HIPAA is the Health Information Portability and Accountability Act. It became law in 1996. As an organization that provides health services and transmits or stores medical information electronically, we are subject to the authority of this law.
There are two fundamental components to HIPAA that we are concerned about: the Privacy statute and the Security statute. This document will focus mainly on security. From the privacy statute there are a few items that need to be identified. First HIPAA identifies protected information as PHI or protected health information. PHI is any individually identifiable health information held or transmitted by a covered entity. Middlebury College is a covered entity. PHI includes data or demographic data as it pertains to physical or mental health, health care, or the payment of care.
The security statute identifies how PHI is to be handled and what safeguards are to be in place to protect the information. As a covered entity we must ensure that on the systems that contain PHI we can ensure the confidentiality, integrity and availability of the e-PHI that is created, transmitted, received, or contained. We must be able to ensure and protect against reasonably anticipated threats; including impermissible use and disclosure. We must also ensure compliance by the individuals that use these systems.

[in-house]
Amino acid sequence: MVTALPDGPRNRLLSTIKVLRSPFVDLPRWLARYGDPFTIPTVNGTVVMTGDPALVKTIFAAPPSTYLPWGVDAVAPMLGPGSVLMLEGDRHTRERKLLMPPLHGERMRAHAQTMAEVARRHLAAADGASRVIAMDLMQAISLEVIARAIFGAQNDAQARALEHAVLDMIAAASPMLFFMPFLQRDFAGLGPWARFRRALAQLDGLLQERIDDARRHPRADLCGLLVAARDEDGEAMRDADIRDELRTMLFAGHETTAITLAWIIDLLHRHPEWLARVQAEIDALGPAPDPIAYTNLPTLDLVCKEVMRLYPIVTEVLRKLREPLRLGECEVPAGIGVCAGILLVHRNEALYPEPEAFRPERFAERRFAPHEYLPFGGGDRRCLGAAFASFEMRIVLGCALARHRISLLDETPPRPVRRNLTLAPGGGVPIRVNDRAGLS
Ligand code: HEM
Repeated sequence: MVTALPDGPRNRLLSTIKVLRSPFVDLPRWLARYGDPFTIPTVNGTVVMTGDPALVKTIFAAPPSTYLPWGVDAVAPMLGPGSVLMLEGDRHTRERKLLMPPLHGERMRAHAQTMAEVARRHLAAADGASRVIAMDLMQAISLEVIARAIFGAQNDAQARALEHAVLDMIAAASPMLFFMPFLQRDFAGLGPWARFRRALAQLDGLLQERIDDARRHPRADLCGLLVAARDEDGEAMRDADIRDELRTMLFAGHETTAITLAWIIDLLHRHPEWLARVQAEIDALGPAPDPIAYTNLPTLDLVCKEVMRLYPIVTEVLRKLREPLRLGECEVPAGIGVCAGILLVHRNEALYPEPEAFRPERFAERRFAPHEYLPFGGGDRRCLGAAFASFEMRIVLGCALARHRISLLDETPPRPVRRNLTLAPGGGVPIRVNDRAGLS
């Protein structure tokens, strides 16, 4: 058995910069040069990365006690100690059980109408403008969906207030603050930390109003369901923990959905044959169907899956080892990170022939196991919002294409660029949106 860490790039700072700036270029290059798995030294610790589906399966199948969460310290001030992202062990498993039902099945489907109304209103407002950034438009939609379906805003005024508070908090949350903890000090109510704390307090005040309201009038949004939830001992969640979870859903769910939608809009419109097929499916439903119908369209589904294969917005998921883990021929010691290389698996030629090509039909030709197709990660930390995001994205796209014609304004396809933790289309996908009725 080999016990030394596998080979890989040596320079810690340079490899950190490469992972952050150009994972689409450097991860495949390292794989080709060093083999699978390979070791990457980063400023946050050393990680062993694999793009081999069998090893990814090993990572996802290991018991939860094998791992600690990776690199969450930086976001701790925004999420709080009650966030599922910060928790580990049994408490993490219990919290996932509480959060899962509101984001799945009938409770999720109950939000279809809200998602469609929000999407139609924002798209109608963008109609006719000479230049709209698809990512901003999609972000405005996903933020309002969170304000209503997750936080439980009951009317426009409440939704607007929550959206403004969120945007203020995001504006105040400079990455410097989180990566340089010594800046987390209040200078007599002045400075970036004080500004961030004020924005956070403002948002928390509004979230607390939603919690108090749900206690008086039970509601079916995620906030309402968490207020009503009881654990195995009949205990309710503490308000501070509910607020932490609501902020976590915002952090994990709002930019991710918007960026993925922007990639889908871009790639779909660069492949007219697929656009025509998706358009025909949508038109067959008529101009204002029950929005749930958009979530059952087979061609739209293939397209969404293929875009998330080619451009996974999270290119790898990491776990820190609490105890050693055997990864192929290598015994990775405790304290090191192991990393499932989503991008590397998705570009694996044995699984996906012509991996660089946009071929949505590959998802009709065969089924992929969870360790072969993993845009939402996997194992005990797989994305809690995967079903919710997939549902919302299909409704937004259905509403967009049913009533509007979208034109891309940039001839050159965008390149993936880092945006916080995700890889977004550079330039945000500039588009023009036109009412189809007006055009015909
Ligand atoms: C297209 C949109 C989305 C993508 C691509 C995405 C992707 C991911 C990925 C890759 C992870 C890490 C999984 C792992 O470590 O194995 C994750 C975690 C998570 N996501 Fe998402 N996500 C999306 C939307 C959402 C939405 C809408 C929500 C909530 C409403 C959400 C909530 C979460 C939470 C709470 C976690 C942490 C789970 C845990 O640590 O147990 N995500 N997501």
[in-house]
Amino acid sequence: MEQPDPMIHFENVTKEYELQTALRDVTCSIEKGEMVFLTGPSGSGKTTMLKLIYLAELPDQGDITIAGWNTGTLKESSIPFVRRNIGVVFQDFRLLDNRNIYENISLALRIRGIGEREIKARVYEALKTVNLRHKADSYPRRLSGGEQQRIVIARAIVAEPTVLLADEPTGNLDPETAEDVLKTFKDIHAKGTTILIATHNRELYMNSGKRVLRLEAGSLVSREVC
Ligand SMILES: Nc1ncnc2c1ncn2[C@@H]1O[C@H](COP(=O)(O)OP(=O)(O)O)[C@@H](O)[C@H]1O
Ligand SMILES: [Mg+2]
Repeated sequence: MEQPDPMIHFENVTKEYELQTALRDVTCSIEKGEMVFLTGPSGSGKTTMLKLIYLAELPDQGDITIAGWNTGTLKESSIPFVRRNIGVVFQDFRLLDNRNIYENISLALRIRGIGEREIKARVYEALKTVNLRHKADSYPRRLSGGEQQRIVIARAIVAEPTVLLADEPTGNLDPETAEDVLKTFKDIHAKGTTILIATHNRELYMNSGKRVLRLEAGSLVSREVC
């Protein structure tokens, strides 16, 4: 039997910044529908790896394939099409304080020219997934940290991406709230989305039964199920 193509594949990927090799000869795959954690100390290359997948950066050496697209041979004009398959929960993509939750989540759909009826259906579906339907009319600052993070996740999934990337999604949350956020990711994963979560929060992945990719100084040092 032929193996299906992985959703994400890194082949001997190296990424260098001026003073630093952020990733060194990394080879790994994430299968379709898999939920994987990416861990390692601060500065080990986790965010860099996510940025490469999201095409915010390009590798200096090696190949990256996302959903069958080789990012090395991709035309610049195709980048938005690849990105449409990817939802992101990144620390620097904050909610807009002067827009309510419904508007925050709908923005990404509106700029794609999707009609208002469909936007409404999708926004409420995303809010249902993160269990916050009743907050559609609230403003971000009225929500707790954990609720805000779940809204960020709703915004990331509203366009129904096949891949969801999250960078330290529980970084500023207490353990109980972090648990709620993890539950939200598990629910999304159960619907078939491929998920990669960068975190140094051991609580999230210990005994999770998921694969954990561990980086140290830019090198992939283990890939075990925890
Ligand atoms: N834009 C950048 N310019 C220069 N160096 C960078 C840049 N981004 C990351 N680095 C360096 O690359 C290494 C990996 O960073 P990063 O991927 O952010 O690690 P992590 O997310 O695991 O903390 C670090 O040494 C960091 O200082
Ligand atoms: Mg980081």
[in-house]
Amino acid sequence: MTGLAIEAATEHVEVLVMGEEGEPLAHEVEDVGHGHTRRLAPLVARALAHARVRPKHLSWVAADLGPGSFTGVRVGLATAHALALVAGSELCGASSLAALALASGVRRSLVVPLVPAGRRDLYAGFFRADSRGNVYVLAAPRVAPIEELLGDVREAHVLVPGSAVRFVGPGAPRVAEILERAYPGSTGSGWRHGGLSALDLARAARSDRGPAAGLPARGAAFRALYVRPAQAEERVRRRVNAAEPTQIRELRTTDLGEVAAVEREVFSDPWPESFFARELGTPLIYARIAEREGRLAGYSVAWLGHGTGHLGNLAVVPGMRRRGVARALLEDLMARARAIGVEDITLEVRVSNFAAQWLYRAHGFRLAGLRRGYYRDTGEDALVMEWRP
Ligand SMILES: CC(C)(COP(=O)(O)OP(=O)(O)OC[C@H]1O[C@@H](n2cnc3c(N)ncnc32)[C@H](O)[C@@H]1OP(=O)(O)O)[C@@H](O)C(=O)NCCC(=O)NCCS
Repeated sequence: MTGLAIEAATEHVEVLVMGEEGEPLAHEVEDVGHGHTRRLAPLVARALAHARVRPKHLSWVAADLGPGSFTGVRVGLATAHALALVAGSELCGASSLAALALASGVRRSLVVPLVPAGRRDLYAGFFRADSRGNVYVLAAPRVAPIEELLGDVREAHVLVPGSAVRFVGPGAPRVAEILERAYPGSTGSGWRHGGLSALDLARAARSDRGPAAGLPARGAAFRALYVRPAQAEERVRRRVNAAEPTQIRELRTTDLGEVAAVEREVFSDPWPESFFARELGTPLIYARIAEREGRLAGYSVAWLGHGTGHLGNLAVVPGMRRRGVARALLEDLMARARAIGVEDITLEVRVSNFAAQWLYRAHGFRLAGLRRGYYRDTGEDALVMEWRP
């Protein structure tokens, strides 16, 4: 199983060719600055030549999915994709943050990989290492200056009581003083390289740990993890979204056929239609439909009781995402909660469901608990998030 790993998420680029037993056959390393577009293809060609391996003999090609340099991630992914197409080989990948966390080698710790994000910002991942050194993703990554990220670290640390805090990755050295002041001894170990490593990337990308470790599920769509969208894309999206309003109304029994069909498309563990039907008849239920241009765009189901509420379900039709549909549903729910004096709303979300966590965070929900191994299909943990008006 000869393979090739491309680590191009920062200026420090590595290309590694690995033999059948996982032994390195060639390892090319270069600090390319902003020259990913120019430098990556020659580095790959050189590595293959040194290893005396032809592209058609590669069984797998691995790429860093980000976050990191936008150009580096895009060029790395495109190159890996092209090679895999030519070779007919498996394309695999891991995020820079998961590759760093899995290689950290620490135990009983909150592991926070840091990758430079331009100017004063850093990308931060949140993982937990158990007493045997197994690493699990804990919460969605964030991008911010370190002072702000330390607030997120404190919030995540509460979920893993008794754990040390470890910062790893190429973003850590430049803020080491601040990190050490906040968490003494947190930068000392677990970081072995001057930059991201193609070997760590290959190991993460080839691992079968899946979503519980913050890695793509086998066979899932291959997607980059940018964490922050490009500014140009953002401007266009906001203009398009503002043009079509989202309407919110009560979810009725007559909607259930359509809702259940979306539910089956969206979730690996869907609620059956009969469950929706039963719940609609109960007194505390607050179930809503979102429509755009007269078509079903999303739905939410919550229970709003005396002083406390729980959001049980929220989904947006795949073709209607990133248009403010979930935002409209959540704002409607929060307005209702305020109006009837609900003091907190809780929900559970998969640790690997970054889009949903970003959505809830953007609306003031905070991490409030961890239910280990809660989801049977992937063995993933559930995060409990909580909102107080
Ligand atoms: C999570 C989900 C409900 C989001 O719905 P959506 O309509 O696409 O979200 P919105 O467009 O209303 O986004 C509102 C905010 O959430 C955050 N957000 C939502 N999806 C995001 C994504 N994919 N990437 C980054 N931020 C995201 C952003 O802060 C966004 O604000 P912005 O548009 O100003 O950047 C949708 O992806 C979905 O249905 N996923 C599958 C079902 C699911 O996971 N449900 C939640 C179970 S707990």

This boils the security statue requirements and objectives down fairly concisely. There are other components such as education and the technology required to ensure compliance of this statute that is included in this and the accompanying piece of legislation called HIGHTECH. One key component of HIPAA is that it does not identify any specific type of technology rather it will identify best practices. For example it will does not state that you must use anti-virus software but rather that you must protect against reasonable a known threats. It does not say that you must use an IPS but rather that you should use intrusion detection technologies and practices. This wording helps to keep HIPAA current but also has mad implementing HIPAA confusing for some.
The objectives of HIPAA are simple, protect the confidentiality of health information and keep it available for the continuity of care. The implications of HIPAA are immense. Recognizing your role in helping the institution comply with HIPAA regulations is important.